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Blistering disorders


Reviewer: Mowafak Hamodat MB.CH.B, MSc., FRCPC (see Reviewers page)
Revised: 5 September 2011 2011, last major update July 2011
Copyright: (c) 2002-2011, PathologyOutlines.com, Inc.


● Non-inflammatory blistering disorder due to disturbance of porphyrin metabolism (porphyrins are present in hemoglobin, myoglobin and cytochromes)

Clinical features

● Urticaria and vesicles that heal with scarring, and are exacerbated by sunlight
Types: acute intermittent, congenital erythropoietic, hepatoerythropoietic porphyria, porphyria cutanea tarda and mixed
Acute intermittent porphyria: second most common type of porphyria but still rare; autosomal dominant metabolic disorder with porphobilinogen deaminase deficiency; typically asymptomatic, but triggered by hormones, drugs and dietary changes; presents with abdominal pain or psychiatric symptoms; skin is typically not involved
Congenital erythropoietic porphyria: rare autosomal recessive disease with mutation in uroporphyrinogen-III synthase gene, leading to porphyrin accumulation in many tissues with marked skin photosensitivity, hemolytic anemia with splenomegaly and decreased life expectancy
Hepatoerythropoietic porphyria: rare (<50 cases reported) autosomal recessive form of porphyria cutanea tarda, with markedly deficient activity of uroporphyrinogen decarboxylase (UROD); manifests during infancy or early childhood with extreme photosensitivity, skin fragility in sun-exposed areas, hypertrichosis, erythrodontia and pink urine; may resemble child abuse (Arch Dermatol 2010;146:529)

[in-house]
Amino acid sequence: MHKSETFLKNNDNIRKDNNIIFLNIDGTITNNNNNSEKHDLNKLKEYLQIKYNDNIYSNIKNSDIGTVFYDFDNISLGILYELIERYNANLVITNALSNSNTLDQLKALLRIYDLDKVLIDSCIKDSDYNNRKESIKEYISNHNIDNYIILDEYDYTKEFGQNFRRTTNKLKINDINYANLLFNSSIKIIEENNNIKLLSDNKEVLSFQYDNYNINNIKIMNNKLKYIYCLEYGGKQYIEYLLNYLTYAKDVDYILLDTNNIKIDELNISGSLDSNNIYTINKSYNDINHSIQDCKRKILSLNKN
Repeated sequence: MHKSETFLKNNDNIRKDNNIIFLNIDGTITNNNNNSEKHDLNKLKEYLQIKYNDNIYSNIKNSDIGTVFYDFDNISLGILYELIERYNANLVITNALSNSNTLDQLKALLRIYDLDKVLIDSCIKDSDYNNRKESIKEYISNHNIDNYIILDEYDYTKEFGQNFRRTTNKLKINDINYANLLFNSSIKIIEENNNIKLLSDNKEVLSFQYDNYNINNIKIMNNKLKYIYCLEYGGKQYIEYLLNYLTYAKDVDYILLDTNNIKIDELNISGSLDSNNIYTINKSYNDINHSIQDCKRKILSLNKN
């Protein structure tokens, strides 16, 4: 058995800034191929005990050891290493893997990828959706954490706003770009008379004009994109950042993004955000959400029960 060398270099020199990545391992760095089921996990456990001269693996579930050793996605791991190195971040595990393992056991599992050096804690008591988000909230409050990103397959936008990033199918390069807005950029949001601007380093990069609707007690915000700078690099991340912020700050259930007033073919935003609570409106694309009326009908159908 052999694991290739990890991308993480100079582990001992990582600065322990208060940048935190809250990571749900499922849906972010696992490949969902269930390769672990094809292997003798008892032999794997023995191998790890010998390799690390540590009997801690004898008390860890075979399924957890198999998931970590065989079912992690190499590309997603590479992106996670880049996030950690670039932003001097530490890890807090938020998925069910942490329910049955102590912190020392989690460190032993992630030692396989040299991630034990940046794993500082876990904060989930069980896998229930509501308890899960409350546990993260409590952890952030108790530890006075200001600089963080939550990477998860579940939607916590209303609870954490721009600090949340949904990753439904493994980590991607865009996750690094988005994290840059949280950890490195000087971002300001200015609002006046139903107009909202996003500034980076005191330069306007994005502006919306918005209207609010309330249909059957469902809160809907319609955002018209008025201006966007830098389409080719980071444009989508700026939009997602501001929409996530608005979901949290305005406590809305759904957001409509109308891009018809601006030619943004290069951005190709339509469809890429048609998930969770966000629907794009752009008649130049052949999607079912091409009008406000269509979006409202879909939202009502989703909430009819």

Porphyria cutanea tarda: Most frequent type of porphyria; autosomal dominant disorder due to catalytic deficiency of uroporphyrinogen decarboxylase (UROD), the fifth enzyme in heme biosynthesis (Best Pract Res Clin Gastroenterol 2010;24:735); reduced complement deposition during clinical remission (An Bras Dermatol 2010;85:827)

Clinical images

Porphyria cutanea tarda

Porphyria cutanea tarda

Hepatoerythropoietic porphyria

Micro description

● Subepidermal vesicle, marked thickening of superficial dermal vessels (may appear rigid)
● No/minimal inflammation
Porphyria cutanea tarda: dermal papillae protrudes into bulla with festooned pattern; roof of blister has eosinophilic, PAS+, and diastase resistant linear globules

Micro images

Porphyria cutanea tarda

Porphyria cutanea tarda associated with HIV. Subepidermal bulla formation has resulted in loss of the epidermis. Note the rigid papillary dermal capillary walls.

Porphyria cutanea tarda: intense IgG staining on dermal size of basement membrane and around dermal blood vessels

Positive stains

● IgG; to lesser extent IgM, fibrinogen and C3, outline donut–shaped blood vessels in the papillary dermis
● Immunoreactivity also at the dermo-epidermal junction and within basement membrane region of eccrine sweat glands and ducts

Additional references

eMedicine, National Library of Medicine

End of Skin-nontumor > Blistering disorders > Porphyria

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